|Office building:||Telenor Headquarter Building|
|Interior Design:||Zoboki-Demeter & Associates Architects|
The Telenor headquarters was the first office building we had to drive to. Obviously, we’ve heard much about the building previously: that various environmental principles were considered during construction and that everything is very smooth and modern; but we had to see this with out own eyes (and lenses).
Eszter Badics (Social Media Expert) showed us around, along Rédei Zsófia Finance-Facility Management Representative and Richárd Halmay Environmental Manager. As we walked through the building, our trio of hosts constantly spoke of the design and details of the building, leading us to guess this isn’t their first time. In fact, this is the first office we visited where we weren’t in the entirely exclusive position of mere civilians being showed the workspace. Telenor strives to inform the public of the building and it’s many features, thereby passing along its company values. A few times a year they hold open days, when the public can enter the building, and are given guided access to most areas.
We inquired what it’s like to travel to work daily to Törökbálint, but were told that this is not a concern. On the one hand, prior to the move one year ago the headquarters was situated in Budaörs, thus anyone who drove a car wouldn’t have to make any significant changes to their route; on the other hand, the company bus leaving from Kosztolányi Square now runs about 3 minutes longer to reach the new location. Having said this, the company is aware that they occupy somewhat of a secluded area, but this is another field where they show their flexibility, inasmuch as they allow for certain periods of absence during work hours. Although the building’s cafeteria surely enjoys its monopoly.
Fresh air supply in the building is exceedingly good. While in most office buildings, access to fresh air often leaves much room for improvement, here the amount and quality of air is well above sufficient. Except for the temperature, we felt as though taking a stroll outdoors.
The beautifully design staircase was attributed a central role, and surrounding this are bridges and columns spanning multiple floors. From this central arrangement extend the different branches of the building, each of which contain a so-called unit. An interesting LED array can be seen on the walls and ceilings, which change color according to the time of day, and also project shadow patterns in realtime which are inputted from webcams nearby – thus the LED projects the shadow of a person strolling in a different section of the building, creating a vibrant, lively atmosphere.
Hotdesking: everyone’s heard of it, and most are suspicious of it. For those of you who don’t know what hotdesking is, it’s a concept new to Hungary, wherein your seating changes dynamically according to team projects or simply where you want to sit. Everything is mobile – what you bring with you, you take with you at day’s end. This technique is perfect for both handling strings of projects within a team, as well as always having a different and new view on your work environment and colleagues.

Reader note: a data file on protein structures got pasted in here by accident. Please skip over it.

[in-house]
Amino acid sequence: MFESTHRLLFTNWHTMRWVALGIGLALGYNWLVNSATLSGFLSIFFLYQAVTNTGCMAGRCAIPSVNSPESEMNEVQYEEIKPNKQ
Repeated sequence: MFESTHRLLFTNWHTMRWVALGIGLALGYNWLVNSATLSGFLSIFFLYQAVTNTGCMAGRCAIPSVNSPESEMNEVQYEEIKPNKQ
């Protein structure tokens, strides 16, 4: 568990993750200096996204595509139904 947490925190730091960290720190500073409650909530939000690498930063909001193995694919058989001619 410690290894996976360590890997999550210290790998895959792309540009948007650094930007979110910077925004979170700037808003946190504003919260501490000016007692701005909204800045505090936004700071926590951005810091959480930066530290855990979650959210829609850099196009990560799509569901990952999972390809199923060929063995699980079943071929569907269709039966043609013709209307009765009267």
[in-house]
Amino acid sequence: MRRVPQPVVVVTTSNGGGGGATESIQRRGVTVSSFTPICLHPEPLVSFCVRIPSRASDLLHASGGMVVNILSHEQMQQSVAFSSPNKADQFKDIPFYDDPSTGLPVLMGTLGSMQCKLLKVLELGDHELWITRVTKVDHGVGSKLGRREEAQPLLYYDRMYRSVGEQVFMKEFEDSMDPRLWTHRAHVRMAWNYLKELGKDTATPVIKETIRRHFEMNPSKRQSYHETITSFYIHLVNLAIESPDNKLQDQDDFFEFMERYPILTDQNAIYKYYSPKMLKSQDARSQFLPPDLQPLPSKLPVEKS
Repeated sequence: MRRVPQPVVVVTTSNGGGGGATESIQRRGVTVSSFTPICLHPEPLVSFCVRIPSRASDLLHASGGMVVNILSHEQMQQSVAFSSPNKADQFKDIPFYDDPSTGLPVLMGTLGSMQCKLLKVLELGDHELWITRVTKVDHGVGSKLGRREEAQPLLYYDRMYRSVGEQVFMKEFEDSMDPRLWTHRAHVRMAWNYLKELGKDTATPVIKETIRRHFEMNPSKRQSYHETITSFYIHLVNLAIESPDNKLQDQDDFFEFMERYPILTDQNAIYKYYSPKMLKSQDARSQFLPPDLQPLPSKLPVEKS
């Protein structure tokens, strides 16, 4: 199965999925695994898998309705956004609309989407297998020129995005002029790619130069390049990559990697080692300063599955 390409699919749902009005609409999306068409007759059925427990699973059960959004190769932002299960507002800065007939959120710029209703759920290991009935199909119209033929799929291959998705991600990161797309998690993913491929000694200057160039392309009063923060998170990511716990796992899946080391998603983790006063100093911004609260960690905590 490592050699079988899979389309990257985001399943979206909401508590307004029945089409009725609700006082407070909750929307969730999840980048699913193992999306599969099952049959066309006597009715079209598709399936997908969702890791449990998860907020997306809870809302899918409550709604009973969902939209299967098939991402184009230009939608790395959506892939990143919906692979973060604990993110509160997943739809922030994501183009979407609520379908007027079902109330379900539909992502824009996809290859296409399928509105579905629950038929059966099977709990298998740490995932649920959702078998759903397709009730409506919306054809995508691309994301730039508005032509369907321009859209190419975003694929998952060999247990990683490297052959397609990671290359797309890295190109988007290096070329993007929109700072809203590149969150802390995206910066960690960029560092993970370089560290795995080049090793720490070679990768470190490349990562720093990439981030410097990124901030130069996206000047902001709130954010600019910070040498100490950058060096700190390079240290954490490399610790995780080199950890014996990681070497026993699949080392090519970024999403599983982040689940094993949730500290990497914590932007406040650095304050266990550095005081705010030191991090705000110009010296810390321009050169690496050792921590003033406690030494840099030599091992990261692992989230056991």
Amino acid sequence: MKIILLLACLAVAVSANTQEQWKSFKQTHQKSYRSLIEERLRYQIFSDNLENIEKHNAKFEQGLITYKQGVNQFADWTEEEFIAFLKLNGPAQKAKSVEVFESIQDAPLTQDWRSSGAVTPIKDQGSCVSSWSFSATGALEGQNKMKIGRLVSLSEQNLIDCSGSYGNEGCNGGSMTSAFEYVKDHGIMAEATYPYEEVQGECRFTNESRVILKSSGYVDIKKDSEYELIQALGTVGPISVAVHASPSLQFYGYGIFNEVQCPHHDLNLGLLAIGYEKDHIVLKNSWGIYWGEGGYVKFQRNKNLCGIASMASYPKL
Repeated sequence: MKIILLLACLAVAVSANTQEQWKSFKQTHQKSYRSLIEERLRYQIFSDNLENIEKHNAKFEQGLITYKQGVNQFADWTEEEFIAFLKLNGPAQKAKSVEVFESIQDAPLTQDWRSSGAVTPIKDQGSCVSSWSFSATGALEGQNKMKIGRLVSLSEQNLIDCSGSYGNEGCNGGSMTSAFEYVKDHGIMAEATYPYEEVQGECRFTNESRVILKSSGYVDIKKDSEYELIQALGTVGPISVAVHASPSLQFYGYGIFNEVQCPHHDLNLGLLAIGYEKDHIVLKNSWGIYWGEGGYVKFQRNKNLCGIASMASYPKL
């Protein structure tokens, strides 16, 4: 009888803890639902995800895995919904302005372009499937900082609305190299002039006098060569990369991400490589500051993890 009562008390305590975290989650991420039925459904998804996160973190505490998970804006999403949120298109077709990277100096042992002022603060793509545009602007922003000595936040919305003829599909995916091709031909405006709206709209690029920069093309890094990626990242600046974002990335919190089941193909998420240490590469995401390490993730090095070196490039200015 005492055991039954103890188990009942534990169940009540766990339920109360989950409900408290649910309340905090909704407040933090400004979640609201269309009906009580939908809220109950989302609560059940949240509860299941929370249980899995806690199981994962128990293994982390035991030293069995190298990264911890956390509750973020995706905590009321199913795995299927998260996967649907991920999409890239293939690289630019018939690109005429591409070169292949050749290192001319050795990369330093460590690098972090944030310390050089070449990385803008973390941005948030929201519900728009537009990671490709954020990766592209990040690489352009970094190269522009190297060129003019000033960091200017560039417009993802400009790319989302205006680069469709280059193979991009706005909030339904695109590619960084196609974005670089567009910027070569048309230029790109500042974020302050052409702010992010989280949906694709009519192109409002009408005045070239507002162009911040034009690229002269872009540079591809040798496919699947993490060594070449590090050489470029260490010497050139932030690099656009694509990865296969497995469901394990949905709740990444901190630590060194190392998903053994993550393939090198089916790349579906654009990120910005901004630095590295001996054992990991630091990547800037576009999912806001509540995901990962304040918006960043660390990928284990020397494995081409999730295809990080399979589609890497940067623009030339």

To show you an example of this Scandinavian company’s frame of mind:the CEO’s desk is no different than any other employee’s desk. Although he did choose to occupy that desk full time, it’s in the same open-space layout as any division, and is the same distance from the next one, just like any other colleague’s. Of course, to a certain extent any employee can choose permanent desk locations, but not many feel the need to. There are no seperate rooms for any one person or department, but there are many meeting rooms available to accomodate business meetings, discussions or private matters.
The building consists of 6 floors, although due to differences in terrain at the two main sides, the reception area is actually located on the third floor. As mentioned previously, the upper part contains branched out open-space areas for the departments, and the lower areas contain most meeting rooms, as well as a recreational area with – this is a Scandinavian company after all – a sauna in both the men’s and women’s changing rooms. All areas mentioned have exquisite access to natural light.
The desks and lighting were chosen to be both the most flexible and healthy solutions possible. On each table, two small buttons control its elevation – and not just for comfortable elbow height – these tables can be brought to standing height, allowing you to work standing right up.
The green aspects of the building cannot be ignored, as these accurately mirror the Northern mother company’s value system. The building employs the country’s largest geothermal heatpumps, extracting energy from 100 meters below the ground. Due to the amount of energy saved, the rate of return on the investment into these pumps is about 7-8 years. The 168 m2 solar panel array accounts for hot water supply to the building.
Green solutions abound at the employee end as well. Selective waste disposal and the fact that there are no work stations in the building that don’t receive plentiful natural light show that Telenor cares about its employees.
So what’s missing from the building? A bit of cheeriness and warmth. Some pictures on the wall, perhaps a few more plants, the occasional jovial slogen imprited here and there, which makes you smile. Of course, this is a very comfortable and liveable building; the architect did everything – from technical to design elements – to make sure it is a pleasant work
environment. All that remains is for Telenor employees to feel at home, and for them to be the ones to fill the house with smiles and warmth.